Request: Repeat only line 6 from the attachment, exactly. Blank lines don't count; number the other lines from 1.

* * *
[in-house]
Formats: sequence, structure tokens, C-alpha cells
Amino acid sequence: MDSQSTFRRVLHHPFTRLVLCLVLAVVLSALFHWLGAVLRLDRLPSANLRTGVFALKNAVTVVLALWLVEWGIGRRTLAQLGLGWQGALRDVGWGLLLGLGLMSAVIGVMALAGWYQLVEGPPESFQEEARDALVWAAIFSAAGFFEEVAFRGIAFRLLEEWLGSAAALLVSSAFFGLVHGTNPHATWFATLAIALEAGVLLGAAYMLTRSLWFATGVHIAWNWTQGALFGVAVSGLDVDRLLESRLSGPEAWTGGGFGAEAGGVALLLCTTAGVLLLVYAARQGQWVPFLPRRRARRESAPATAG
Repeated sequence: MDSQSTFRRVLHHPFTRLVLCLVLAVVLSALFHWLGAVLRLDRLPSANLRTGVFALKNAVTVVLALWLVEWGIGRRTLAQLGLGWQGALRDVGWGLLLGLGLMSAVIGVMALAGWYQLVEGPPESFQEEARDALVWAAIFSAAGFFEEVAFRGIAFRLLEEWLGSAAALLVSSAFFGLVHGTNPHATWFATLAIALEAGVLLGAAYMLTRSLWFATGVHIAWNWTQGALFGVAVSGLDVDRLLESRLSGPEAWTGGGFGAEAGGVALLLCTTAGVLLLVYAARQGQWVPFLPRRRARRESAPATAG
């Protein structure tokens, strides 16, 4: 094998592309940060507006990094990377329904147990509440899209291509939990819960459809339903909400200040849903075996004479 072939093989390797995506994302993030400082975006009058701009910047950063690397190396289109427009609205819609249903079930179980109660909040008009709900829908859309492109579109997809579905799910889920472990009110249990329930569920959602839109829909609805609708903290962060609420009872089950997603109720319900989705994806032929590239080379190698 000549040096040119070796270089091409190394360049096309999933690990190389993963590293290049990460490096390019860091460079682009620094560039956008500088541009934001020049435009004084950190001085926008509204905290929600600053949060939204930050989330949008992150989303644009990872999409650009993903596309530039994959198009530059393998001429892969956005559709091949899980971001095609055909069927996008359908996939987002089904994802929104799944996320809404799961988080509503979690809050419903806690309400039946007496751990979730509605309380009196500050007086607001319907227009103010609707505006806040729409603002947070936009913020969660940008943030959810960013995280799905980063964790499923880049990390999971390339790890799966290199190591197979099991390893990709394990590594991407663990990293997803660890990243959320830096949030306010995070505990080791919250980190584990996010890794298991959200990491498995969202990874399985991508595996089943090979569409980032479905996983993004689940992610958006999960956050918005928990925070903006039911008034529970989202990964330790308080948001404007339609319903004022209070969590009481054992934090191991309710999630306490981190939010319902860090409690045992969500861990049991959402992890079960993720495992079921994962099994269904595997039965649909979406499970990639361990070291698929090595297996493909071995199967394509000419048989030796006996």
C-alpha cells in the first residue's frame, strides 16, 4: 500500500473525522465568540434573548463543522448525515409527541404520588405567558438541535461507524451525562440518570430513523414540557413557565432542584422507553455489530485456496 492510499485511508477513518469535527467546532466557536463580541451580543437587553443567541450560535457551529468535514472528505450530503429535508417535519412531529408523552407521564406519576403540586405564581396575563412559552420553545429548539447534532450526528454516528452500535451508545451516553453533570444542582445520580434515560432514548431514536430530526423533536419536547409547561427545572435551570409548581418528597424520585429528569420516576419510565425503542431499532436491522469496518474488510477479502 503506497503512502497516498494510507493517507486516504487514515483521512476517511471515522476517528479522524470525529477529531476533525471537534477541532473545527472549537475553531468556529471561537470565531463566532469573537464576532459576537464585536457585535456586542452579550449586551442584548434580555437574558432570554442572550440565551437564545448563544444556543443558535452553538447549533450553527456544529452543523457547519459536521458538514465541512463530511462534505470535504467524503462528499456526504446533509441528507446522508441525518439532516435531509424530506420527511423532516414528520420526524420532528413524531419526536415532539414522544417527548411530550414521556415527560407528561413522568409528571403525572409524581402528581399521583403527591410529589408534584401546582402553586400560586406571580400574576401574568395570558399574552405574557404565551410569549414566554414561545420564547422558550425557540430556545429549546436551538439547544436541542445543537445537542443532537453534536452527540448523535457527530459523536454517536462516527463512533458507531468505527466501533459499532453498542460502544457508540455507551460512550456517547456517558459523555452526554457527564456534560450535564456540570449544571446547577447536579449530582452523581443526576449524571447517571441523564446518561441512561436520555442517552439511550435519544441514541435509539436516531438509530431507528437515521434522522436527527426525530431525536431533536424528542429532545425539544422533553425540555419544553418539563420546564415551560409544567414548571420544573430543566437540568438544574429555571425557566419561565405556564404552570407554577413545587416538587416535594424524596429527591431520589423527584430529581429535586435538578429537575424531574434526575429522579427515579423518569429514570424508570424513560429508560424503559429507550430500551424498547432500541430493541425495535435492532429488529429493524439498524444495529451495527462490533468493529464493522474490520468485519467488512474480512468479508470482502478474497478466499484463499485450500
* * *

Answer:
C-alpha cells in the first residue's frame, strides 16, 4: 500500500473525522465568540434573548463543522448525515409527541404520588405567558438541535461507524451525562440518570430513523414540557413557565432542584422507553455489530485456496 492510499485511508477513518469535527467546532466557536463580541451580543437587553443567541450560535457551529468535514472528505450530503429535508417535519412531529408523552407521564406519576403540586405564581396575563412559552420553545429548539447534532450526528454516528452500535451508545451516553453533570444542582445520580434515560432514548431514536430530526423533536419536547409547561427545572435551570409548581418528597424520585429528569420516576419510565425503542431499532436491522469496518474488510477479502 503506497503512502497516498494510507493517507486516504487514515483521512476517511471515522476517528479522524470525529477529531476533525471537534477541532473545527472549537475553531468556529471561537470565531463566532469573537464576532459576537464585536457585535456586542452579550449586551442584548434580555437574558432570554442572550440565551437564545448563544444556543443558535452553538447549533450553527456544529452543523457547519459536521458538514465541512463530511462534505470535504467524503462528499456526504446533509441528507446522508441525518439532516435531509424530506420527511423532516414528520420526524420532528413524531419526536415532539414522544417527548411530550414521556415527560407528561413522568409528571403525572409524581402528581399521583403527591410529589408534584401546582402553586400560586406571580400574576401574568395570558399574552405574557404565551410569549414566554414561545420564547422558550425557540430556545429549546436551538439547544436541542445543537445537542443532537453534536452527540448523535457527530459523536454517536462516527463512533458507531468505527466501533459499532453498542460502544457508540455507551460512550456517547456517558459523555452526554457527564456534560450535564456540570449544571446547577447536579449530582452523581443526576449524571447517571441523564446518561441512561436520555442517552439511550435519544441514541435509539436516531438509530431507528437515521434522522436527527426525530431525536431533536424528542429532545425539544422533553425540555419544553418539563420546564415551560409544567414548571420544573430543566437540568438544574429555571425557566419561565405556564404552570407554577413545587416538587416535594424524596429527591431520589423527584430529581429535586435538578429537575424531574434526575429522579427515579423518569429514570424508570424513560429508560424503559429507550430500551424498547432500541430493541425495535435492532429488529429493524439498524444495529451495527462490533468493529464493522474490520468485519467488512474480512468479508470482502478474497478466499484463499485450500